In the Gospel, we see Mary setting out with haste from Nazareth to a small town in the hills of Judea, not far from Jerusalem to visit her older cousin, Elizabeth. It is highly significant that it is Mary and Jesus who go to visit Elizabeth and John. Already in the womb, Jesus is showing that urge to serve rather than be served. And, at the presence of Jesus and his mother, the child in Elizabeth’s womb leaps for joy. Elizabeth is deeply moved that it is Jesus and his Mother that come to her and John: “And why has this happened to me, that the mother of my Lord comes to me?” And yet that is what is happening to each of us all the time, especially in every celebration of the Holy Mass when the Lord comes to us and fills our hearts with joy through his Word and in the Eucharist.
“Blessed are you who believed that what was spoken to you by the Lord would be fulfilled.” Mary’s faith and total trust in God was expressed in her fiat (‘Let it be done unto meÉ’), when, even though not fully understanding what was being asked of her, she unconditionally accepted to submit to God’s plan.
Mary’s greatness was not only in being chosen to be the mother of Jesus but also in her total acceptance of that responsibility in faith and trust, accepting all that it might entail. She had no idea the price she would have to pay to be the mother of Jesus. But like her Son she had emptied herself in total service to Him and today we celebrate her reward: her being raised to the highest place among the human race.
“From this day forward all generations will call me blessed.” This is not a statement made in arrogance but in humble thanksgiving to God. She rejoices and is deeply grateful for being chosen for this privilege. Her being chosen is simply another sign of God’s desire that the poor, the weak, and the exploited of this world are to be the special recipients of God’s love and care. Mary expresses this in the last part of her Magnificat: “He has shown strength with His arm; He has scattered the proud in their conceit. He has cast down the mighty from their thrones and has lifted up the lowly. He has filled the hungry with good things; the rich He has sent away empty.”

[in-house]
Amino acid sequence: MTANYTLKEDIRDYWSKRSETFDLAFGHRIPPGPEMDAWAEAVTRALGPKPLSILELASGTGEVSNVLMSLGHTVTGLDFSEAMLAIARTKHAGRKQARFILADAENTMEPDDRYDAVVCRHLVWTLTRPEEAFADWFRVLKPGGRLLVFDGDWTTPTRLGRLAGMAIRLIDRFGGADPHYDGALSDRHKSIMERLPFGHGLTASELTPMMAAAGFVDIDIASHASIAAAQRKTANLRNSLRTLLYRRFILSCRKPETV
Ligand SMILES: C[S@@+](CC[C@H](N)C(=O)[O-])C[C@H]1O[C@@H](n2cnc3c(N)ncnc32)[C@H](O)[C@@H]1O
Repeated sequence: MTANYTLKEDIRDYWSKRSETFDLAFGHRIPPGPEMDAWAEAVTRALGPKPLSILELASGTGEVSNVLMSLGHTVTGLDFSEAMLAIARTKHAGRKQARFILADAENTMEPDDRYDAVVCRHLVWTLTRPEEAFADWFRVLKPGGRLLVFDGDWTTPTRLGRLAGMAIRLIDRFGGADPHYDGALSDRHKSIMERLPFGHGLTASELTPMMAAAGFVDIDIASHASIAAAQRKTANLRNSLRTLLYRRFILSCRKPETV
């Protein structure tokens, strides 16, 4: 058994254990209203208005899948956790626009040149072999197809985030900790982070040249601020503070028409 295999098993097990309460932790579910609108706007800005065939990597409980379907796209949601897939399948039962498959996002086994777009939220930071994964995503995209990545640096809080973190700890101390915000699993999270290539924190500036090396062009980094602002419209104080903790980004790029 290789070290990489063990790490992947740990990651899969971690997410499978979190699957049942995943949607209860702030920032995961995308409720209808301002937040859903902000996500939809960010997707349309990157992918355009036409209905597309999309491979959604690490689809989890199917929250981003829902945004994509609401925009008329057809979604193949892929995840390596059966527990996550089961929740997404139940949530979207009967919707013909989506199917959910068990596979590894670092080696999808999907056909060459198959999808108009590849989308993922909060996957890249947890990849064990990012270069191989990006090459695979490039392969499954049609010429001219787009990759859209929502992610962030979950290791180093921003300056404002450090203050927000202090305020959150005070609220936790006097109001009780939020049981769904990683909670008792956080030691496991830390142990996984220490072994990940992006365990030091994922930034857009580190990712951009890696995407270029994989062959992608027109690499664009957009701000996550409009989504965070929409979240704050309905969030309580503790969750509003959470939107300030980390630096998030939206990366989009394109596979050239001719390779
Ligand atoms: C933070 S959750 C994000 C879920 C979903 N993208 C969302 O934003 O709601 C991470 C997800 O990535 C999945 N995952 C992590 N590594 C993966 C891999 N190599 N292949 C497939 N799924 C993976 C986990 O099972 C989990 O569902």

In this beautiful prayer, Mary foreshadows the mission of her Son who says those who hunger and thirst for holiness will be satisfied and those who are rich in arrogance have already received their reward.
My brothers and sisters in Christ, Jesus, the Son of God who died on the Cross is the very first among the risen, seated at the right hand of His Father. He is, in Paul’s words, “the first fruits of those who have died . . . for as all die in Adam, so all shall be brought to life in Christ, but each one in proper order”. Jesus is first of all but next in order surely comes his Mother. All of us, as followers of Christ with His Blessed Mother, look forward to the day when we too can share the glory of heaven with her. But for now, we ask her to remember us as we continue our journey on earth and to intercede for us with her Son that, like her, we may remain true to our call to holiness as faithful disciples of Christ.
May we know God’s will for us at all times and, like Mary, give our unconditional “Yes” and allow God to work powerfully in our lives so that we may be with Him forever in heaven.
(This homily was originally posted Ignatius Insight on August 15, 2009.)